Hugh Harman and Rudy Ising may have been forced to use Warners-owned songs in their cartoons for Leon Schlesinger, but they couldn’t have been handed a better break (if you’re forced to use songs, that is). Their characters got to bounce around tunes from the best movie musicals of the era. “We’re in the Money.” “42nd Street.” “Lullaby of Broadway.” “Shuffle Off to Buffalo.” All great songs. I’m sure a lot of kids had their first exposure to them watching cartoons.
The songs were plunked in cartoons which bore no similar to the musical in which they appeared, possibly with the exception of “Page Miss Glory” (1936), which has a faux Busby Berkeley overhead choreography shot. The cartoon version of “Shuffle Off to Buffalo” (1933) involved a dispatch office for a place that delivered newborn human babies. None were delivered to Buffalo, shuffling or otherwise. Instead we get rubber hose animation, ethnic throw-ins, celebrity caricatures and the Rhythmettes.
Speaking of Disney...
There’s an inside joke in one of the background drawings of the cartoon. There’s a birth chart on a wall and it lists the names “Frisby,” “Larry” and “Otto.” Frisby is Friz Freleng, and Larry is likely Larry Martin. Both were animators at the studio at the time. “Otto” could very well be Otto Englander. He worked at the Iwerks Studio before going to Disney in 1933 but it’s possible he had a stopover at Harman and Ising. The drawing is quite possibly by Art Loomer, who was later head of the background department when Schlesinger opened his own studio. The 1932 Los Angeles City Directory lists him as an artist at Pacific Title and Art Studio, which was Schlesinger’s own company.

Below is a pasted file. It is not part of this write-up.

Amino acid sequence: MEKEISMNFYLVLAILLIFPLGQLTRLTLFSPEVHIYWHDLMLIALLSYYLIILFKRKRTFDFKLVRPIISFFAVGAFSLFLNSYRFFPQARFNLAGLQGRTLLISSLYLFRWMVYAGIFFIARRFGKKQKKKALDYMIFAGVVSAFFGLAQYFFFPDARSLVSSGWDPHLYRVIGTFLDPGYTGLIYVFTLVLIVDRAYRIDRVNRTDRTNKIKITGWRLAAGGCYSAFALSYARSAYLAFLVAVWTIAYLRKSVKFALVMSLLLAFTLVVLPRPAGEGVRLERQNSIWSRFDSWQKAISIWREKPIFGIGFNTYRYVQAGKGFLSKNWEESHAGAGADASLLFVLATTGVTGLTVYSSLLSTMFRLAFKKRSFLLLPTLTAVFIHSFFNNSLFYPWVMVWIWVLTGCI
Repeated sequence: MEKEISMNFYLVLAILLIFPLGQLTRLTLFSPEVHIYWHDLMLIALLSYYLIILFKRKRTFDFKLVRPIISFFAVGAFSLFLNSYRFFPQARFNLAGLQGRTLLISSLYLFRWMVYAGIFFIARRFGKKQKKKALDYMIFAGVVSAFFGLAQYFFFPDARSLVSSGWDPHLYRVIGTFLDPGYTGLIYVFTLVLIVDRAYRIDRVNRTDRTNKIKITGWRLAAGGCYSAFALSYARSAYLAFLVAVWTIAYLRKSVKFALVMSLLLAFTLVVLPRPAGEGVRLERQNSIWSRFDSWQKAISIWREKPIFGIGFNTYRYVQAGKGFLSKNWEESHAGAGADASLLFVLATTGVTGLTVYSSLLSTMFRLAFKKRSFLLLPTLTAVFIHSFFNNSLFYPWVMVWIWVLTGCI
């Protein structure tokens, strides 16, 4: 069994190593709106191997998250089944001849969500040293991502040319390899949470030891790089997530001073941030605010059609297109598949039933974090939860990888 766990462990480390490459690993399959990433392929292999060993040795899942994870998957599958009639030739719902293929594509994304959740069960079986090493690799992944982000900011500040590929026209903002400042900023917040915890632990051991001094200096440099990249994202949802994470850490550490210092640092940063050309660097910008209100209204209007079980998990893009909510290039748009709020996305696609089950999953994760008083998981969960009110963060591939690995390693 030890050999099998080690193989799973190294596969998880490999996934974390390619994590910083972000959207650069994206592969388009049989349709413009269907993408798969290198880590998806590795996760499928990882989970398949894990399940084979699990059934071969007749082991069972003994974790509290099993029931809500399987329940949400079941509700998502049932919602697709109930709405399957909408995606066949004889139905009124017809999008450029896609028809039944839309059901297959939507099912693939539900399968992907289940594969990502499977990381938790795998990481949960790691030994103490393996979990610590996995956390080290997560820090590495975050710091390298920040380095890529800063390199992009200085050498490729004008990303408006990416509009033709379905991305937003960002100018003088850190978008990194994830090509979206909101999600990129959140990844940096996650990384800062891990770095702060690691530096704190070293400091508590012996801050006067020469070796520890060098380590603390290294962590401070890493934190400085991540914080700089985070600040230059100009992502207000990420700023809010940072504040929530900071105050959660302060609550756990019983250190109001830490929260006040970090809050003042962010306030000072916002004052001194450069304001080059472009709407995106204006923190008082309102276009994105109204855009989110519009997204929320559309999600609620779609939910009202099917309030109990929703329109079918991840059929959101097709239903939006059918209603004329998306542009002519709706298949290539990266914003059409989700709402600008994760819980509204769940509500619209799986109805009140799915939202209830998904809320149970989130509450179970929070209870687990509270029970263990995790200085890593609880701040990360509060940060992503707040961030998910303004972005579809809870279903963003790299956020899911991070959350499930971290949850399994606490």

The same celebrities seemed to come in for a caricatured ribbing in cartoons on either side of the mid-‘30s—Bing Crosby, Jimmy Durante, Laurel and Hardy, and these guys:
Joe E. Brown. That kinda looks like the pre-Lantz version of Oswald the Rabbit in the crib.
Eddie Cantor. He even claps his hands and rolls his eyes.
And Ed Wynn, known as The Fire Chief on radio, sponsored by Texaco.
Just a note on the Rhythmettes...
They were a vocal trio who found work at several cartoon studios, including employment on the biggest cartoon before “Snow White and the Seven Dwarfs.” Said a story in Hearst’s International in 1934:
There has been much secrecy about who portrayed the Three Little Pigs and the Big Bad Wolf. The voices of the pigs were those of the Rhythmettes. The Rhythmettes are three girls who work on the radio in Los Angeles. They do not broadcast that they are the Three Little Pigs because they want more work at the Disney art shop.
They were appearing on KMTR as early as January 1931 and were with Al Pearce on the NBC Red Network by 1933. Then came this story from Johnny Whitehead of the Covina Argus of May 4, 1934. The Rhymettes were now on the radio with the Rhyme-Kings.
The Rhythmettes, fancy-harmonizing feminine trio with KHJ, sound every bit as good with their new member, who really isn't new because she formerly sang with the trio before going to Chicago some time ago. One of the Rhythmettes told your reporter the other night that the reason they left Al Pearce’s Gang was that two of the team are married and didn’t care to travel any longer.
The identity of the Rhythmettes gets a bit confusing. Two of them were Mary Moder and Dorothy Compton, who was later in The Debutantes singing about a grass shack in Kealakekua Hawaii. But a story in the June 29, 1937 edition of The Oakland Tribune calls them “Doris, Dell and Kay of radio fame.” It’s quite possible there was more than one girl group using the name on radio. Or maybe all the original members eventually quit. Regardless, you can hear them on this very trying syndicated show from 1937 singing a song from a 1932 Harman-Ising cartoon. Another voice you may recognise is that of the “Queen”. She’s Elvia Allmann.